As the Teenage Mutant Ninja Turtles return to the silver screen, we take a look at a few totally bodacious things that you might not have known about the heroes in a half-shell.
If you grew up in the ’80s or ’90s, the release of the new Teenage Mutant Ninja Turtles movie will no doubt stir up nostalgia of watching the heroes in a half-shell taking on the baddies in the underworld of New York, receiving wise words from their ninja rat father-figure Master Splinter and eating a pizza after every duel. The turtles entertained a generation of kids and were a real merchandising money spinner, spawning toys and video games. The new film is directed by Michael Bay, who brought us the Transformers films, so expect lots of action and Megan Fox in a cute outfit. If you weren’t lucky enough to spend your Saturday mornings shouting ‘turtle power!’ at the TV, then here’s what you need to know about the reptilian heroes ahead of their big screen comeback.
Named after artists
Superhero films often have their quirks – that’s the joy of it. We believe in the characters regardless of their weirdness – in fact that’s usually what we love about them. The Teenage Mutant Ninja Turtles are super-strong reptiles that live on a diet of pizza and were raised by a rat in a sewer. Fine. Yet the question that beguiles many is why were they named after Renaissance artists. And the answer is really simple – the creators, Kevin Eastman and Peter Laird, felt the artist names were a good fit. When the pair first sketched out the characters in a brainstorming session in Massachusetts in 1983, they initially gave the characters Japanese names. However, these didn’t sound right to Eastmen and Laird, so they went for Donatello, Leonardo, Michelangelo and Raphael, which they felt were ‘quirky enough to fit the concept’.
All ninjas wear masks – it comes with the territory. But in the original comic by Mirage Studios, the turtles wore black and white masks. When the comics began to appear in colour, they all wore classic superhero red and only their weapons differentiated them. When the turtles were re-marketed for a younger audience, the masks were changed to different colours so kids could tell them apart. It also made them much more marketable.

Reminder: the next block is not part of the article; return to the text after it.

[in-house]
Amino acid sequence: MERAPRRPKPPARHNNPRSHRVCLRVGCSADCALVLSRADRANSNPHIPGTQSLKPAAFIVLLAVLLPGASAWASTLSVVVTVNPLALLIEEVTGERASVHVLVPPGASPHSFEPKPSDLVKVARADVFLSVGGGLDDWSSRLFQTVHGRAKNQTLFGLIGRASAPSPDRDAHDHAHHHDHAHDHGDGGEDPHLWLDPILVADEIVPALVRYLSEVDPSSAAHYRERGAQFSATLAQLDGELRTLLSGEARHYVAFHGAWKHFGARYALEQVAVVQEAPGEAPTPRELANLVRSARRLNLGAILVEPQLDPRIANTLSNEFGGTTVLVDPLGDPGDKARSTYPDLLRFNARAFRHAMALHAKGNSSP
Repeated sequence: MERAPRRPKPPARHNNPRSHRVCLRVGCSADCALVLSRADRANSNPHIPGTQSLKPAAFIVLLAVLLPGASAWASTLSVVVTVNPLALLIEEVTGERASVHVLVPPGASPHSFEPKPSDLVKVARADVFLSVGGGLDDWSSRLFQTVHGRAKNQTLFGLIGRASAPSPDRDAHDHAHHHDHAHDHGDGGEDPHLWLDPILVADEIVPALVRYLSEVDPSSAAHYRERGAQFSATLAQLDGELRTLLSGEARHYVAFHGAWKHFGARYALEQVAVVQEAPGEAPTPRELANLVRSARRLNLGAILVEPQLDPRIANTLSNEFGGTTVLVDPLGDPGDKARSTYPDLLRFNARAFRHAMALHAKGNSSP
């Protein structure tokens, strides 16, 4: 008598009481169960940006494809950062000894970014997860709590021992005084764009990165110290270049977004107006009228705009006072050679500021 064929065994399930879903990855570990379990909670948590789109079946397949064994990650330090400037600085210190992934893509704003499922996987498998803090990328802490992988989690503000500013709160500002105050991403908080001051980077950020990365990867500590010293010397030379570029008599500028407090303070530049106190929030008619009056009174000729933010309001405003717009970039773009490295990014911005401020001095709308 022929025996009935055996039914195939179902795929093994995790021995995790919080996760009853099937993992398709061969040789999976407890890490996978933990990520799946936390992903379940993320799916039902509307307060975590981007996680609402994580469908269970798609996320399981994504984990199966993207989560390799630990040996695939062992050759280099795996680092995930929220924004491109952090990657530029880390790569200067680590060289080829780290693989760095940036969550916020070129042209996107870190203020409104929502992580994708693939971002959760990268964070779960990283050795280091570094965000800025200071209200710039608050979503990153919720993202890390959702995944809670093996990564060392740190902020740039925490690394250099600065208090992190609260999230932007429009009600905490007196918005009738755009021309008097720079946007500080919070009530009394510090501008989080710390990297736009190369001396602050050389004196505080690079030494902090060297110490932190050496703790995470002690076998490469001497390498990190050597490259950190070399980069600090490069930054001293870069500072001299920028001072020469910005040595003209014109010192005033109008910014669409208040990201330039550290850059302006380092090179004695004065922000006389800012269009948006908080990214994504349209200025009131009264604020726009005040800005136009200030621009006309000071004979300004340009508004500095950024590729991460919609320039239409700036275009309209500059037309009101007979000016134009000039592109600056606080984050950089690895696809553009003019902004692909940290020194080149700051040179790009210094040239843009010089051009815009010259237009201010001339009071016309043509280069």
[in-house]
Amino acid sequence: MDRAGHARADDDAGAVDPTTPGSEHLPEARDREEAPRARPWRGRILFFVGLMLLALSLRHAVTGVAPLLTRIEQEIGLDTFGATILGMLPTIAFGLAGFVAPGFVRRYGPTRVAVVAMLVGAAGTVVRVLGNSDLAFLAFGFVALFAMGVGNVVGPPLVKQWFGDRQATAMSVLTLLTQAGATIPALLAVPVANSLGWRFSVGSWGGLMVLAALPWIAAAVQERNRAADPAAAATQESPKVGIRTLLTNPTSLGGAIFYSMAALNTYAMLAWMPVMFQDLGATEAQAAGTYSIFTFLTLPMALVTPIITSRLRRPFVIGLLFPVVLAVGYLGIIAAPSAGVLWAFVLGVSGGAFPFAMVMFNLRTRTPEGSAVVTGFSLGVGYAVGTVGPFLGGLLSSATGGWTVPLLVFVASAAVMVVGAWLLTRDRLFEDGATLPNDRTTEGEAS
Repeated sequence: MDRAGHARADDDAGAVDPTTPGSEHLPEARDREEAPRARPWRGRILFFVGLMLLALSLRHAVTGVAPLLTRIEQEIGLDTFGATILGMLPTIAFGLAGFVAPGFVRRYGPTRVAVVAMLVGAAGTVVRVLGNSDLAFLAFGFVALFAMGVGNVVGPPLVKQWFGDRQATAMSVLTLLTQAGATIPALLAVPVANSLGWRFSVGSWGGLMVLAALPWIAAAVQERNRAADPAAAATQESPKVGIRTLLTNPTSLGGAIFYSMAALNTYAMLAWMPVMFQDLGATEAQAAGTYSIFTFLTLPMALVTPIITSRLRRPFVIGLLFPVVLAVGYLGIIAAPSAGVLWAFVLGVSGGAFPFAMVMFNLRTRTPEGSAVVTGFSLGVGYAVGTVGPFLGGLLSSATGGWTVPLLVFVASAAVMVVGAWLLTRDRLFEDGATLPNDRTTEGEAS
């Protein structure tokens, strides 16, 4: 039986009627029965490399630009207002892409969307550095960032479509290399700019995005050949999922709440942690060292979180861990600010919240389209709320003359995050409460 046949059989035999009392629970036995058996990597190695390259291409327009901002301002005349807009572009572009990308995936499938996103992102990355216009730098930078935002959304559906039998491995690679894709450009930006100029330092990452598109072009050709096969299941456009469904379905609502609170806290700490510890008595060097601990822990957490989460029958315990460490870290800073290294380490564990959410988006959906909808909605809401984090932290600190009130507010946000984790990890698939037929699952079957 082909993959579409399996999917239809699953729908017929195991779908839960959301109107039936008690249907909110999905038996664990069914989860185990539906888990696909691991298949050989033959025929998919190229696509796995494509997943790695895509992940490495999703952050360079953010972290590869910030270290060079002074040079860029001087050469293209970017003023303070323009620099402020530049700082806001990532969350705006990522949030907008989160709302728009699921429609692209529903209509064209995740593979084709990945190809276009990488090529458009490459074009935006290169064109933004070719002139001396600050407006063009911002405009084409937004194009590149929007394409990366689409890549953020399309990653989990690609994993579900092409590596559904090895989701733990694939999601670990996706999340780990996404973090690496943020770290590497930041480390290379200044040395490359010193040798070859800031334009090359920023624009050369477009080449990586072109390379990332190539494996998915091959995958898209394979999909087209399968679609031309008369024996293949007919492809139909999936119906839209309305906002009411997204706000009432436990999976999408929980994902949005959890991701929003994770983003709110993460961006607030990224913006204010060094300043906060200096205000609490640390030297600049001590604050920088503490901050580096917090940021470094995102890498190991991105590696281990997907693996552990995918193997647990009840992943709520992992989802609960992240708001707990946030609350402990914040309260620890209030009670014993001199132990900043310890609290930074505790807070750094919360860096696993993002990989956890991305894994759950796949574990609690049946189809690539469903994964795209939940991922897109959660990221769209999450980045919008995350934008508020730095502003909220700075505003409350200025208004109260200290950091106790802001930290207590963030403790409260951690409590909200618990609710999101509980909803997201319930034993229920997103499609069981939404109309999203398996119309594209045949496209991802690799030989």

If there’s one thing that original fans will remember, it’s Michelangelo’s creative vocabulary. Mikey is the gang’s little brother and the clown of the cast – a real surfer dude. So we have him to thank for the popularisation of ‘cowabunga dude!’ The phrase, however, was hotly contested and Eastman and Laird were sued for US$5 million [Dhs18.3 million] by Buffalo Bob Smith, host of the Howdy Doody Show, because he claimed they stole ‘cowabunga’ from his programme. The word was first used as the catchphrase greeting of a Native American character named Chief Thunderthud, however it had been adopted by surfers in the 1960s. After a few months of legal wrangling, Smith settled for US$50,000 [Dhs183.6 million].
Martial arts skills
Each of the teenage turtles has a specialist ninja weapon of choice, which in the comic was the main visual difference between them. Leonardo, the oldest of the quartet, is skilled with twin katana swords; Michelangelo distracts and destroys with the nunchuks; Raphael, the hot-tempered one, likes to fight with a sai, a form of Japanese dagger; and Donatello, the crew’s geeky gadget loving brother, works with a bo staff.
Who is April O’Neil?
April is the constant female character, appearing in everything from the comics to the feature films. She first appears as a talented computer programmer and lab assistant to sinister scientist Baxter Stockman. But in subsequent incarnations of TMNT, April appears as a journalist with a storyline woven in that she was pressured into a career in science by her father despite always having an interest in journalism. In the new feature film she’s played by Megan Fox, and it’s revealed that her father was involved in the creation of the turtles as he worked on the mutagen responsible for their mutation.
The first appearance of the turtles was in Eastman and Laird’s self-published comic book. The two founded Mirage Studios, which was creatively named because there was no actual studio, just a table in Laird’s living room. Eastman used his US$500 [Dhs1,836] tax return and Laird emptied his bank account of US$200 [Dhs734], and they borrowed US$1,300 [Dhs4,775] from Eastman’s uncle to print just 3,000 copies of their first comic book, which sold out in a few weeks. They knew they were on to something when requests continued to pour in from all over the country.
A fifth Turtle?
There could have been one more turtle added to the band of fighting brothers. Eastman and Laird actually sketched out a menacing-looking turtle called Kirby (the name’s not so threatening) for the fourth turtle movie that never made it to production. Kirby would have been introduced to viewers by a magic crystal that brings drawings to life, but initial feedback from fans proved that less was more definitely more.
Teenage Mutant Ninja Turtles is out in cinemas across Dubai on from Thursday September 4.